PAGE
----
Tuesday, January 10, 2017

Version 2.1 of QSoas is out

I have just released QSoas version 2.1. It brings in a new solve command to solve arbitrary non-linear equations of one unknown. I took advantage of this command in the figure to solve the equation $\exp(x\,y)-x = 0$ for $y$. It also provides a new way to reparametrize fits using the reparametrize-fit command, a new series of fits to model the behaviour of an adsorbed 1- or 2-electrons catalyst on an electrode (these fits are discussed in great details in our recent review (DOI: 10.1016/j.coelec.2016.11.002), improvements in various commands, the possibility to now compile using Ruby 2.3 and the most recent version of the GSL library, and sketches for an emacs major mode, which you can activate (for QSoas script files, ending in .cmds) using the following snippet in $HOME/.emacs: (autoload 'qsoas-mode "$HOME/Prog/QSoas/misc/qsoas-mode.el" nil t)
(add-to-list 'auto-mode-alist '("\\.cmds$" . qsoas-mode))  Of course, you'll have to adapt the path $HOME/Prog/QSoas/misc/qsoas-mode.el to the actual location of qsoas-mode.el.

As before, you can download the source code from our website, and purchase the pre-built binaries following the links from that page too. Enjoy !

Friday, January 6, 2017

Short summary:

My eyes hurt when I use my home desktop computer - but only with this computer. This has been very long and frustrating for me, so if you think you can help, read the whole story just below, or skip to what I've tried and what I suspect might be the problem, and post comments below, or send me a mail (my adress should be quite obvious in this page).

Whole story:

Two years ago, I bought myself a new fancy motherboard (a Asus B85M-G C2) with a new fancy Intel-based processor with built-in graphics (an Intel Core i7-4770) and memory to go with it. I installed it in the place of my old AMD-based motherboard, keeping everything else (my hoard of hard drives and such) excepted the graphics card, which was not needed anymore. I immediately noticed my eyes were aching when using the computer. I was quite surprised since I had been using the screen very heavily for almost 10 years before that, without any problems. I attributed that to Intel Graphics, so I tried putting back the old graphics card, but it did not help. The situation was very frustrating, since working on the computer for an hour or so was making my eyes hurt for several days. This problem was specific to this computer, I could keep on using my computer at work and my laptop without problems.

I could use the computer using SSH from my laptop, so I could profit from the faster processor, but, hey, that wasn't how it was meant to happen. I bought another screen, also tried with one from the work, without any change. I tried using two screens at the same time (this is what I have at work), also without success, so I just kept not using the computer directly. I moved recently to a new place and tried to get that working back again, but didn't get any luck. Frustrated, I got another desktop computer and another screen, and I still have the same problem ! I also tried remounting the old motherboard with the AMD processor and the old graphics card, but that didn't bring any improvement. I just don't get it. This situation is rather frustrating for me, and it's been holding me back in my software projects for two years now (which partly explains my lack of involvement in Debian over the past few years). This post is here in the hope someone will have a idea, but also for me to keep track of what I've done and what I should.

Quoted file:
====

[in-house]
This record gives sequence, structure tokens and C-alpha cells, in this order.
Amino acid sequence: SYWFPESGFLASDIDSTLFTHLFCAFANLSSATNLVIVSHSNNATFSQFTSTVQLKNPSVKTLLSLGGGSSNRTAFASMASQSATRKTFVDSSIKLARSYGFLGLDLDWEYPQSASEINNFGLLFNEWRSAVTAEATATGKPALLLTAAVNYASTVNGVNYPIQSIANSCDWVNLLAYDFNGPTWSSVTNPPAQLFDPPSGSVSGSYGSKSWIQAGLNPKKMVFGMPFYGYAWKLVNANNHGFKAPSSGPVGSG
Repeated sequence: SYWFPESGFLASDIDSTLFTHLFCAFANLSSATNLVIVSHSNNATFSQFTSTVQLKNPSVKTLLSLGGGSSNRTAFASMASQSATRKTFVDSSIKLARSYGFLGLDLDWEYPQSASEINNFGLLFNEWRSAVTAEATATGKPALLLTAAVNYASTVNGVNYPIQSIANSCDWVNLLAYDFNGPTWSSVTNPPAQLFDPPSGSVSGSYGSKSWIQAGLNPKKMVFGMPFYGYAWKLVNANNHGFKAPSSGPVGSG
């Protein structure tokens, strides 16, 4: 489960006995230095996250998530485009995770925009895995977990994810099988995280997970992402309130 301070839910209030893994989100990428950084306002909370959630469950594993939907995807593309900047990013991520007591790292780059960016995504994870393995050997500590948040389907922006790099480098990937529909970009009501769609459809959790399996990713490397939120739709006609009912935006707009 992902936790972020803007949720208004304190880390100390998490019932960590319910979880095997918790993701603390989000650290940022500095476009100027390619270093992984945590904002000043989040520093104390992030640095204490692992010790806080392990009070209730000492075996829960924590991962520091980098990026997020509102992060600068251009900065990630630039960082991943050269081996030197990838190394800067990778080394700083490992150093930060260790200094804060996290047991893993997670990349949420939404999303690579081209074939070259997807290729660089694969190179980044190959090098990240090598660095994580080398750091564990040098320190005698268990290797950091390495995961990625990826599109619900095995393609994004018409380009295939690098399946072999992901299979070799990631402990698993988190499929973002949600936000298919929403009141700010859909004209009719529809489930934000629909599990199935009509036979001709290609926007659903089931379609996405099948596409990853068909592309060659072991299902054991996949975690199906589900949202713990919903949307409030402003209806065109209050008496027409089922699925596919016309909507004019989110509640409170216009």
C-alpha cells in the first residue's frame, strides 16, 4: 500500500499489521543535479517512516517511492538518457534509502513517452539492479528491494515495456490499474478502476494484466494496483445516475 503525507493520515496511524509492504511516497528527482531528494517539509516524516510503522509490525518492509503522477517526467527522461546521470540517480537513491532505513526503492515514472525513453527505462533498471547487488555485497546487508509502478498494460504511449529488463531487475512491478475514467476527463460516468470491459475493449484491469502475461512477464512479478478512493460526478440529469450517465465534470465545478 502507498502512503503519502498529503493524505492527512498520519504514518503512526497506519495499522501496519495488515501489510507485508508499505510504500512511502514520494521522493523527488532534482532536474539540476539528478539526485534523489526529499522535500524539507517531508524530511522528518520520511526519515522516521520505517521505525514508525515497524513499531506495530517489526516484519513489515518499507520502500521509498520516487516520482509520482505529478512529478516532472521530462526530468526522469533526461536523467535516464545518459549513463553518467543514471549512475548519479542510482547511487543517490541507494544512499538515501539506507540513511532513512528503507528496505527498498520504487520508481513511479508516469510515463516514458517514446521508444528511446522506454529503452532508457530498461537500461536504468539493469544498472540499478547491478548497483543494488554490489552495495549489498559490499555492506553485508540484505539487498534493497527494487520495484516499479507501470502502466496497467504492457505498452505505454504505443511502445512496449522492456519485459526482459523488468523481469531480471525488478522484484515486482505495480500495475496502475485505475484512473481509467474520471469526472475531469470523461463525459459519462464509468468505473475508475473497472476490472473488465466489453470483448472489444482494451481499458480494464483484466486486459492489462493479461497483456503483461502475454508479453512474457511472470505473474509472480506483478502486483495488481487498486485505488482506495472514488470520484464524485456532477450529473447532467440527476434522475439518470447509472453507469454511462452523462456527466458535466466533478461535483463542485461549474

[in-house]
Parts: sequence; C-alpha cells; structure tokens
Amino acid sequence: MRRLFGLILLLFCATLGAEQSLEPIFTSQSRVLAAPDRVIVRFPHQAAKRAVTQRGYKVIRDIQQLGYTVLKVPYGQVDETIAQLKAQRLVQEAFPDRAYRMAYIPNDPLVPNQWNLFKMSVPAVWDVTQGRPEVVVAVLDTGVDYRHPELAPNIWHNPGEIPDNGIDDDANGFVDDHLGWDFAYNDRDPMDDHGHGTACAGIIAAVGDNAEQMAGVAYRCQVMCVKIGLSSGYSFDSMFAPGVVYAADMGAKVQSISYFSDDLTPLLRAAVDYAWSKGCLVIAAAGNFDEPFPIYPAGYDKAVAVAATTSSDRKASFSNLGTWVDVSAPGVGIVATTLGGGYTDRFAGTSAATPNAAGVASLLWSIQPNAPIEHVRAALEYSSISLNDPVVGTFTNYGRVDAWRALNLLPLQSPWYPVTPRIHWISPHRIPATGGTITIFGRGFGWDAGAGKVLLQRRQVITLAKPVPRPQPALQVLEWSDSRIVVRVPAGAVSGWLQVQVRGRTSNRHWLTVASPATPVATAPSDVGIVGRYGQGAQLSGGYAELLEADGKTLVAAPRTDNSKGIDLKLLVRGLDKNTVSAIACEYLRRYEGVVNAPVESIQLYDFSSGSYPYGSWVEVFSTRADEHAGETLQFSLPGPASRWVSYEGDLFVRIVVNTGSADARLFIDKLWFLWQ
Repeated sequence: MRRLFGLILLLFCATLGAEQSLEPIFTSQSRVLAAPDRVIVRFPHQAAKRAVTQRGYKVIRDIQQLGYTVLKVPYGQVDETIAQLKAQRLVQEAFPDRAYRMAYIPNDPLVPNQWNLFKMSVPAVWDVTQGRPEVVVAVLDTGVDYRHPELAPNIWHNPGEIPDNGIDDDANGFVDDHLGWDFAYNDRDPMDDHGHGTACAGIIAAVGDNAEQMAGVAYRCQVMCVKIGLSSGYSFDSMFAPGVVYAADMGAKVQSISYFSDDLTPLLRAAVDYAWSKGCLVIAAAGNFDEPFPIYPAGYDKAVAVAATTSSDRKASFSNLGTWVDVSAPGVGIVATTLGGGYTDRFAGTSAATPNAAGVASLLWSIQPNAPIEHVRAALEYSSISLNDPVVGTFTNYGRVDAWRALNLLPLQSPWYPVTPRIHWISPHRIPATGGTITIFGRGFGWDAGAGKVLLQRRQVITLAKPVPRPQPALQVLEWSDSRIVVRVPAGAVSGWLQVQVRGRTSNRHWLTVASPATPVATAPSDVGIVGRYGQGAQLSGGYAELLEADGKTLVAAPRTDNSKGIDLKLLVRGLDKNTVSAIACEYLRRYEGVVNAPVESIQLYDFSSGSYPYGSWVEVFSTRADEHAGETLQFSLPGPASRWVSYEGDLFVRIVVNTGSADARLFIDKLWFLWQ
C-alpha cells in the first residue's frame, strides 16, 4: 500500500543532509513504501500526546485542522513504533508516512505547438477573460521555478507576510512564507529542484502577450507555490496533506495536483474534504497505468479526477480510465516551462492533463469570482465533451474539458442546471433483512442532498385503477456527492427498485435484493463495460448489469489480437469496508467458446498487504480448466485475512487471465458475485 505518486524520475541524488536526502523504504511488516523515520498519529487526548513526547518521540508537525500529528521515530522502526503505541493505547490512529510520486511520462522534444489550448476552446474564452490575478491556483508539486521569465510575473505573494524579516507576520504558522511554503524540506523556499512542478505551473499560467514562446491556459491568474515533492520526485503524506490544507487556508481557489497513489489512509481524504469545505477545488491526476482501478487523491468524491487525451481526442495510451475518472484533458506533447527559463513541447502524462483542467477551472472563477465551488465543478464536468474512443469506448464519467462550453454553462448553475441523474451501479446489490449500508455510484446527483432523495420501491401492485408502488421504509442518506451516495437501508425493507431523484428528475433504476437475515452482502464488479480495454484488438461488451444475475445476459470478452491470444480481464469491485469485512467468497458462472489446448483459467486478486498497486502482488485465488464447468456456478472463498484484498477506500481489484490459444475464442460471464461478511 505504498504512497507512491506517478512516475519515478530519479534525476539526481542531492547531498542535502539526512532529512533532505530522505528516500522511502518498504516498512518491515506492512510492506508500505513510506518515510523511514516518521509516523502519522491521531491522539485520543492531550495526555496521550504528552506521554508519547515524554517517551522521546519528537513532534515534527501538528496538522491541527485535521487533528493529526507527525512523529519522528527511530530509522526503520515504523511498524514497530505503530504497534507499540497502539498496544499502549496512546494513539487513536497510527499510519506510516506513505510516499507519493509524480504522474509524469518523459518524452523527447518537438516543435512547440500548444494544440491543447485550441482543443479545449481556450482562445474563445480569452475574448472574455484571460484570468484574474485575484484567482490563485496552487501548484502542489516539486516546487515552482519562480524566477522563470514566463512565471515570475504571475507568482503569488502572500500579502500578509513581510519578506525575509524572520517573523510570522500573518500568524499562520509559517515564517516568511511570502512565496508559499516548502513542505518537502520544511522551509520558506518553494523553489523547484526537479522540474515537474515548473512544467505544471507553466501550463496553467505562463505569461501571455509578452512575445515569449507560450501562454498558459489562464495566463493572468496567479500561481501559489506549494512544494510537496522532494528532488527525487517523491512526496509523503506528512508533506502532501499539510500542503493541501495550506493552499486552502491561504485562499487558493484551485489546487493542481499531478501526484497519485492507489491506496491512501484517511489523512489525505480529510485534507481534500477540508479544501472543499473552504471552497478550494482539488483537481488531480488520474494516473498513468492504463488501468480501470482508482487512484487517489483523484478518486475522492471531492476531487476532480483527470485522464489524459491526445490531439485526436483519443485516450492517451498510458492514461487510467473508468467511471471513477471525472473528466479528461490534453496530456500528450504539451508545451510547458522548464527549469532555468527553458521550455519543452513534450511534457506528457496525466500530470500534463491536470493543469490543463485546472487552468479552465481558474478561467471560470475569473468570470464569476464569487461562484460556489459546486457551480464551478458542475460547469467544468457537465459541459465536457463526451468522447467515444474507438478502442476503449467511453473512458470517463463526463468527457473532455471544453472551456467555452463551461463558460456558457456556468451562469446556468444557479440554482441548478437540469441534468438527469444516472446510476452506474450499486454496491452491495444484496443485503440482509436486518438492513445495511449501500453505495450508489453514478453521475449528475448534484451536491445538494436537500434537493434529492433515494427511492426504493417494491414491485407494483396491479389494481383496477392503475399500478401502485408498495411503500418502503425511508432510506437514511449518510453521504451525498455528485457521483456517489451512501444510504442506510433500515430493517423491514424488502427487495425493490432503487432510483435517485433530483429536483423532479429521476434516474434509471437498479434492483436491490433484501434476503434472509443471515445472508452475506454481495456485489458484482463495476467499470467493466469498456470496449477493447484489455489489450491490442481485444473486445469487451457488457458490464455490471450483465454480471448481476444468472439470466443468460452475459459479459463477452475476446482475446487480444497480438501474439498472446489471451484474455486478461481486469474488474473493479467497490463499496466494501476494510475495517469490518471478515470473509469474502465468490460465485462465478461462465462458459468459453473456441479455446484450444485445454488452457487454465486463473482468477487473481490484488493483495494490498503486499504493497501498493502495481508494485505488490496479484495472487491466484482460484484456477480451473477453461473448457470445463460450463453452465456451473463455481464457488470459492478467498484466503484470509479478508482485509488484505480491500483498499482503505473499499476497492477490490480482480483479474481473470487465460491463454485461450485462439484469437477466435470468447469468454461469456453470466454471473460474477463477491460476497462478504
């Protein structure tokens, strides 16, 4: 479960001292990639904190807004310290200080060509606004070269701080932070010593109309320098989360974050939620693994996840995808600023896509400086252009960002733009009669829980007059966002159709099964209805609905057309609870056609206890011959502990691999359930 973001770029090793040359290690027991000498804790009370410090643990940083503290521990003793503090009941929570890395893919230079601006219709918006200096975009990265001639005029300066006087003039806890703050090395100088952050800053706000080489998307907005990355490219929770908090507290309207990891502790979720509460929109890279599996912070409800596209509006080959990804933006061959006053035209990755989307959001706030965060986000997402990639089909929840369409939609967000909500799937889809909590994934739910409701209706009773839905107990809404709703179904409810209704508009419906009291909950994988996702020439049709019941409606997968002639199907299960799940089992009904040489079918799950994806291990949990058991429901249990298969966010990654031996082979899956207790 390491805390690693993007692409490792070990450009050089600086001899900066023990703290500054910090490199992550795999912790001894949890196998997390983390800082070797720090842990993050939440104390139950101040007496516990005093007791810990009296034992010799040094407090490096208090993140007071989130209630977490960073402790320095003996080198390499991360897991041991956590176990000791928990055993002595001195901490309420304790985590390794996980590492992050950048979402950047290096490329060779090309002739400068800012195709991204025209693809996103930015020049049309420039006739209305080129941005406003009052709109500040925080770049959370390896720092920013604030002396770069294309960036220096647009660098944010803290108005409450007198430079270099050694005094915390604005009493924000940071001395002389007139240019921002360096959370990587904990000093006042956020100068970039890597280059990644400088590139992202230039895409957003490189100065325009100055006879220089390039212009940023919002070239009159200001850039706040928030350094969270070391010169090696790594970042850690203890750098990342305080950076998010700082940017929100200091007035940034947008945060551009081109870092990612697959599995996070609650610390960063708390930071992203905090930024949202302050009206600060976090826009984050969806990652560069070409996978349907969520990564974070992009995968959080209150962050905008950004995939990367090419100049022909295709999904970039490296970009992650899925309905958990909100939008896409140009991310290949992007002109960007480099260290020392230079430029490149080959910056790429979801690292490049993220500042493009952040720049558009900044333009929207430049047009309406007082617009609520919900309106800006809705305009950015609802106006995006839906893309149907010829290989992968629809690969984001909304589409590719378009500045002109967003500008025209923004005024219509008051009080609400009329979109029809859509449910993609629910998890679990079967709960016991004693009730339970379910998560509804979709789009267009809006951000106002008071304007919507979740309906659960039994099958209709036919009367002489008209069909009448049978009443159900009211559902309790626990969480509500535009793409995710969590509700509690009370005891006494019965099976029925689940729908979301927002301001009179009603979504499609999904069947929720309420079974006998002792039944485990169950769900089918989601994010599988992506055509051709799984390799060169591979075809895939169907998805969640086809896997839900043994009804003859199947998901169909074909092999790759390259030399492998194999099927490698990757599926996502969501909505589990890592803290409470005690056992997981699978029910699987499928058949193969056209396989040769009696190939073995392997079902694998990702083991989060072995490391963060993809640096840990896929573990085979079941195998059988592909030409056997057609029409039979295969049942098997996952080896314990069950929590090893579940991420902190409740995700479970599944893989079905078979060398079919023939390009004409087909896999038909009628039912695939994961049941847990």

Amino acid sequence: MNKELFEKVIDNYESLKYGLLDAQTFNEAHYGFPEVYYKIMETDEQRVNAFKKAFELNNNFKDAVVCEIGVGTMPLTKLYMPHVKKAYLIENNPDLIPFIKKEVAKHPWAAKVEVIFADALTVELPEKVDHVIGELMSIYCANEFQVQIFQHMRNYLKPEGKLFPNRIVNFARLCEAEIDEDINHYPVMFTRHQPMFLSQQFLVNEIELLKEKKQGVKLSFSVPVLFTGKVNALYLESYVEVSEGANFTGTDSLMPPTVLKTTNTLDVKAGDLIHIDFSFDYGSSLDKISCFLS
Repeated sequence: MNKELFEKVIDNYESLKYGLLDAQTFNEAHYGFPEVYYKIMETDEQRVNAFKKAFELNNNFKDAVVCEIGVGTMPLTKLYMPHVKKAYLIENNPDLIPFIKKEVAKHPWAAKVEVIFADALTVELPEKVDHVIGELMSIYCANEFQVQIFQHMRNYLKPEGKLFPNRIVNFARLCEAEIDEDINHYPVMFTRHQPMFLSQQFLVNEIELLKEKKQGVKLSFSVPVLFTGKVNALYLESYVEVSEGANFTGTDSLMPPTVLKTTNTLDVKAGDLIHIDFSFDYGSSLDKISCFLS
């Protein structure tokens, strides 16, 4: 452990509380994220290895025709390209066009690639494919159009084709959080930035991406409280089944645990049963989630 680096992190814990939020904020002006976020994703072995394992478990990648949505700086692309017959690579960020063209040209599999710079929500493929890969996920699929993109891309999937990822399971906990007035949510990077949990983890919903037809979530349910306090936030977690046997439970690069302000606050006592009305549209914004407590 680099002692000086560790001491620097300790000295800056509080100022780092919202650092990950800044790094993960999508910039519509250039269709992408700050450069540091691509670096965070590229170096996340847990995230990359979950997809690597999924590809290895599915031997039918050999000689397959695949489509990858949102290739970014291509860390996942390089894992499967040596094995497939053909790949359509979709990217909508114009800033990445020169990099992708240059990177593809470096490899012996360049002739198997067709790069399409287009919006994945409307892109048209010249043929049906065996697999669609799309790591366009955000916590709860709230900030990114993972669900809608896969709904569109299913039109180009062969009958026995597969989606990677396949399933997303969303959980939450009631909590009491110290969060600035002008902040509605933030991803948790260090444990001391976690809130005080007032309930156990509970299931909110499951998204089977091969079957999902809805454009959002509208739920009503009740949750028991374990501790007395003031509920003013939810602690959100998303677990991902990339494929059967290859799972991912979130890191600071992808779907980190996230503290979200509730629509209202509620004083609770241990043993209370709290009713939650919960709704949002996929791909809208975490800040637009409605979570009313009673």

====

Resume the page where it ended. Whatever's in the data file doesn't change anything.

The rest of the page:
What is puzzling me is that the computer I had before was perfectly fine, and that I have a very very similar setup at work (also with a NVIDIA graphics card) that doesn't hurt my eyes at all.

What I've tried:

Here is what I tried, you need to keep in mind that when a trial fails, my eyes keep on hurting for several days, and might trigger false positives.
• putting back the old (NVIDIA) graphics card, buying a new one (NVIDIA as well);
• putting back the old motherboard (but with a new OS, but maybe my eyes were too sore for a clean test);
• using another screen (a new one from the same brand, Samsung), a Dell and a HP from my work, and a brand new Phillips;
• using two screens at the same time;
• using a completely different (new, based on Xeon processors and a NVIDIA graphics card) computer (with new mouse, keyboard, hard drives and so on);
• changing house, including changing the lighting conditions, the desk, the internet provider (no, I didn't do that just because of my computer problems !);
• changing the way I drive the screens between VGA, DVI and HDMI;
• copying the system I have in my workplace to the new computer and booting from that system (after a few adaptations, though).

As you can guess, none of those brought any improvement.

Wild hypotheses:

• Is that a software thing ? Is there something wrong for me in the versions of Debian dating from August 2014 and after ?
• Is that a BIOS problem with recent computers ?
• Is that linked to some waves (bluetooth shoudln't be on, but maybe I didn't check well enough ?)
• Is that linked to EFI (but I also have the problems when I use legacy BIOS for booting)
• Something weird in my home ?
• Anything else ?

Any help will be greatly appreciated, but please don't advise going to see a doctor, I don't see how this could be a medical condition specific to my home desktop computer, unless this is a very specific psychosomatic problem.